Beyond Bedside Care: The Other Side of Nursing
The School of Nursing teaches students how to engage with the wider community
Nursing is more than bedside care. Just ask the professors and students from the Alice Ramez Chagoury School of Nursing (ARCSON), who regularly conduct extensive community service and outreach as part of their training.
Indeed, through a series of intensive courses, professors have been involving their students in diverse efforts to support the community outside the university, in line with LAU’s mission toward civic engagement. “Our school has a strong philosophy on preparing students to be engaged in community health,” said ARCSON Dean Anahid Kulwicki. “Through strong partnerships with community organizations, our students and faculty address a range of important topics that tackle the needs of the community in their own setting.”
Promoting Healthier Lifestyles
Caring for the disadvantaged is integrated into ARCSON’s clinical intensive course Promotion of Healthy Lifestyles. The course takes place in the months of September and October, and is led by Clinical Instructor Mira Abi Saad-Youssef and Assistant Professor Rita Doumit. In her portion of the course’s clinical aspect, Doumit and her students pay repeated visits to up to eight families in need. Visits include providing health assessments of the family members, giving psychological support when needed, and teaching them about health and safety topics. Doumit and her students also secure medical supplies and food items with the help of their partners Serop Ohanian and Raquelle Ketchejian, respectively the director and senior social worker at the Howard Karagheusian Commemorative Corporation.
For example, on one visit, the team worked with a family of Syrian refugees living under precarious financial conditions. They obtained milk and diapers for the family’s newborn and school supplies for the older daughter. In addition, they cased the family’s apartment and found a number of safety hazards. Curtain rods were fixed to prevent them from falling and exposed outlets covered to make the house safer for the children.
“The services provided by our nursing students to the families not only improved their quality of life but also brought hope, joy and comfort,” said Doumit. “Many family members shed tears of joy during our visits and showed gratitude for all the help and compassion offered by our students. It was painful to say goodbye during our last visit.”
For her portion of the course, Abi Saad-Youssef teaches students how to spread awareness on health to the wider public. Students learn how to host public-health events, including one that takes place every year on the last day of the course. During the event, held in the city of Byblos, students lead awareness sessions on hypertension, diabetes, cancer, healthy lifestyle and more, in addition to providing free screenings, such as glucose testing, to attendees.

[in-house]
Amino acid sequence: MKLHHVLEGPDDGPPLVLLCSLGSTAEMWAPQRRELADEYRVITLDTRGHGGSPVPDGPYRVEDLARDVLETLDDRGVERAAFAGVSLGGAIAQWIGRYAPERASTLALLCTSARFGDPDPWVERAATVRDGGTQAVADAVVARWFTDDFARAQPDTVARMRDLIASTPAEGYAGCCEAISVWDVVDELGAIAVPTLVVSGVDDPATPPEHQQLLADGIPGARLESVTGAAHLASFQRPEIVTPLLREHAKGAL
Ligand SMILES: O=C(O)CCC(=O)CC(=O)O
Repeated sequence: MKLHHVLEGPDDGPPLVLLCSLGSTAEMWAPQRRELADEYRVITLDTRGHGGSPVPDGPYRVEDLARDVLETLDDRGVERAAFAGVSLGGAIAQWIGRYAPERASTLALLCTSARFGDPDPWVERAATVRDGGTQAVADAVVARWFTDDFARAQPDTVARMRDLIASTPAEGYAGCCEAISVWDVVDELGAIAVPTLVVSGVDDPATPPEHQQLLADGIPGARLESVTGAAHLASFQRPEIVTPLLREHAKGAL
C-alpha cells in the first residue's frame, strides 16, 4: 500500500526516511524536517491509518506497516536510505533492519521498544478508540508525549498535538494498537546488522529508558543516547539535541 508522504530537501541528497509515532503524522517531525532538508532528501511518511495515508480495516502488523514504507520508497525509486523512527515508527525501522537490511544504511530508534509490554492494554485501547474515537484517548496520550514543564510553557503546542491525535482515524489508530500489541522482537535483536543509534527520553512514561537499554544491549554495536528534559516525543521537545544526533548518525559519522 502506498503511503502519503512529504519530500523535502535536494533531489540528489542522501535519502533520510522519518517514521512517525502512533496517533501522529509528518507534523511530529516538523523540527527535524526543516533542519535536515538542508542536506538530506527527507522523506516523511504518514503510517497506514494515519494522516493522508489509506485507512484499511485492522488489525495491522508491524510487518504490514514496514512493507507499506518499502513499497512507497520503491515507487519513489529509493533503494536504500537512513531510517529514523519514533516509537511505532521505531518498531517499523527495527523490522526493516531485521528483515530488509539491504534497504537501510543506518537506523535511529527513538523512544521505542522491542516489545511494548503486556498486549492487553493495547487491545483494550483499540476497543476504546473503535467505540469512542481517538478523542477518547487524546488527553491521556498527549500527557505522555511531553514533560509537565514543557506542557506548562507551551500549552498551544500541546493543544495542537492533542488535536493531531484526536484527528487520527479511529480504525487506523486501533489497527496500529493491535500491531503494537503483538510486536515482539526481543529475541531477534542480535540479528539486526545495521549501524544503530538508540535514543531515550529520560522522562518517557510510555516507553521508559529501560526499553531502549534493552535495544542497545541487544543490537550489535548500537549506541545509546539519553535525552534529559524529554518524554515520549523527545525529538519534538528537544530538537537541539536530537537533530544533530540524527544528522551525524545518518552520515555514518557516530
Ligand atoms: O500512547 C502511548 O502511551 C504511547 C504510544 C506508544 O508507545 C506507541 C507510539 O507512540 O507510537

The event is popular with locals, as there are typically low levels of awareness in the general population about both preventing and dealing with common diseases. Abi Saad- Youssef recalled an attendee who discovered he had severe hypertension after undergoing a free blood pressure screening at the event. The students worked with him on a plan to address his condition.
One of the benefits of the course is that the students “are practicing the role of the nurse in a community setting,” said Abi Saad-Youssef. “They learn how to talk to patients, spread information and answer sometimes-difficult questions.”
Addressing Mental Health
In Aley, Clinical Instructor Zeina El-Jordi’s students organized mental-health fair awareness sessions for local high-school students as part of her Mental Health Clinical Intensive course. Her students spoke to attendees about anxiety, depression and substance abuse, topics not always discussed openly in Lebanon but that affect a large percentage of any population. “Our students were very creative in their education sessions,” said El-Jordi. “They prepared educational games, brochures and posters, and educated more than 400 young people on how to spot signs of mental illness and cope with the disease.”
“We nurses don’t worry about the health of just one person at a time, but the entire communities at a time,” she added.
Letting the Students Lead
Nursing students also take part in initiatives that are extra-curricular. Members of the Nursing Club began collecting donations for the One Kilo Campaign this November. Taking part in the campaign is an annual tradition for the Nursing Club, and this year the target was to collect 150 kilograms of nonperishable food for the needy, including pantry staples such as rice, lentils and canned foods. Members of the club provided donations and sought contributions from other nursing students, and faculty and staff. They surpassed their goal, collecting 176 kilos.
The donations would go to the organization Bonheur du Ciel, run by Father Majdi Allawi, which provides food to poor families in the area. Just a few days before Christmas, 12 nursing students along with a number of ARCSON faculty and staff members visited Bonheur du Ciel’s Byblos center. They delivered the 176 kilos of food and helped prepare a large, healthy meal for disadvantaged people who depend on the center.
Among those who enjoyed the meal were poor parents with young children, low-income workers and refugees. Farah Bou Said, president of the Nursing Club, said after the event, “My heart was filled with happiness to take part. Some people have houses but not homes, and they miss the feeling of having warm family gatherings. They come not only for the food, but also for the people and the sense of community.”
“I believe that life is about giving, not taking,” Bou Said added. “I have always believed that, and it is a major part of my career path as a nurse.”